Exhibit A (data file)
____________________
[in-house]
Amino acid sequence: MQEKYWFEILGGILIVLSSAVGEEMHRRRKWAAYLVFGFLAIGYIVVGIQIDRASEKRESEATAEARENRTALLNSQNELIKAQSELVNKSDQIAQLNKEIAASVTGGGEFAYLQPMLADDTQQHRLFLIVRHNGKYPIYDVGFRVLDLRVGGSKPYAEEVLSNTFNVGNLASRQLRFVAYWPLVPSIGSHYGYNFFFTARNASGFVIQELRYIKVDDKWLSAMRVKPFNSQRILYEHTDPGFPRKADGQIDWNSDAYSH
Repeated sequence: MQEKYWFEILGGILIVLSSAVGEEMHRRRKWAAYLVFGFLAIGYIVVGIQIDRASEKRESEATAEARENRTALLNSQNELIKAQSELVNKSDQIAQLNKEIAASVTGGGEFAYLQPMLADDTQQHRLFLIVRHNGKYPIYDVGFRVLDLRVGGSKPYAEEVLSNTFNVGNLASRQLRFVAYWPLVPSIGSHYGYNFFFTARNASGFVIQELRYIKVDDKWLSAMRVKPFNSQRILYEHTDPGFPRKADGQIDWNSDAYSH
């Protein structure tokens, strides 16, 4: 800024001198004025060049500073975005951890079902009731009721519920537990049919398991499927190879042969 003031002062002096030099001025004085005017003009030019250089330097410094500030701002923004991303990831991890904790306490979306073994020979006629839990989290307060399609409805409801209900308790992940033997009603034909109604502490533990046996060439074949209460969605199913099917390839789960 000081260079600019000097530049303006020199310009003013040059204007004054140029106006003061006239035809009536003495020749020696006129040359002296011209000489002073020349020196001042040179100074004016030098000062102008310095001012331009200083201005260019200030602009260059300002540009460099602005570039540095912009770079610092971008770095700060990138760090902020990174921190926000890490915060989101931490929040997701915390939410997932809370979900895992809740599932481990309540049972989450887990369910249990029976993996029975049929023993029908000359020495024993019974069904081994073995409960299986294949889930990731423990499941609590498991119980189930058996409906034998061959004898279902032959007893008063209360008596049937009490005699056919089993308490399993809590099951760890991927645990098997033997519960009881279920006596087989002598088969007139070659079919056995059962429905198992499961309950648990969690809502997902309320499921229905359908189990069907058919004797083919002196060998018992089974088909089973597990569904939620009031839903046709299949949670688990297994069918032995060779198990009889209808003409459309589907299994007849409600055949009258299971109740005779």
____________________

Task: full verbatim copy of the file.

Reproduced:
[in-house]
Amino acid sequence: MQEKYWFEILGGILIVLSSAVGEEMHRRRKWAAYLVFGFLAIGYIVVGIQIDRASEKRESEATAEARENRTALLNSQNELIKAQSELVNKSDQIAQLNKEIAASVTGGGEFAYLQPMLADDTQQHRLFLIVRHNGKYPIYDVGFRVLDLRVGGSKPYAEEVLSNTFNVGNLASRQLRFVAYWPLVPSIGSHYGYNFFFTARNASGFVIQELRYIKVDDKWLSAMRVKPFNSQRILYEHTDPGFPRKADGQIDWNSDAYSH
Repeated sequence: MQEKYWFEILGGILIVLSSAVGEEMHRRRKWAAYLVFGFLAIGYIVVGIQIDRASEKRESEATAEARENRTALLNSQNELIKAQSELVNKSDQIAQLNKEIAASVTGGGEFAYLQPMLADDTQQHRLFLIVRHNGKYPIYDVGFRVLDLRVGGSKPYAEEVLSNTFNVGNLASRQLRFVAYWPLVPSIGSHYGYNFFFTARNASGFVIQELRYIKVDDKWLSAMRVKPFNSQRILYEHTDPGFPRKADGQIDWNSDAYSH
């Protein structure tokens, strides 16, 4: 800024001198004025060049500073975005951890079902009731009721519920537990049919398991499927190879042969 003031002062002096030099001025004085005017003009030019250089330097410094500030701002923004991303990831991890904790306490979306073994020979006629839990989290307060399609409805409801209900308790992940033997009603034909109604502490533990046996060439074949209460969605199913099917390839789960 000081260079600019000097530049303006020199310009003013040059204007004054140029106006003061006239035809009536003495020749020696006129040359002296011209000489002073020349020196001042040179100074004016030098000062102008310095001012331009200083201005260019200030602009260059300002540009460099602005570039540095912009770079610092971008770095700060990138760090902020990174921190926000890490915060989101931490929040997701915390939410997932809370979900895992809740599932481990309540049972989450887990369910249990029976993996029975049929023993029908000359020495024993019974069904081994073995409960299986294949889930990731423990499941609590498991119980189930058996409906034998061959004898279902032959007893008063209360008596049937009490005699056919089993308490399993809590099951760890991927645990098997033997519960009881279920006596087989002598088969007139070659079919056995059962429905198992499961309950648990969690809502997902309320499921229905359908189990069907058919004797083919002196060998018992089974088909089973597990569904939620009031839903046709299949949670688990297994069918032995060779198990009889209808003409459309589907299994007849409600055949009258299971109740005779």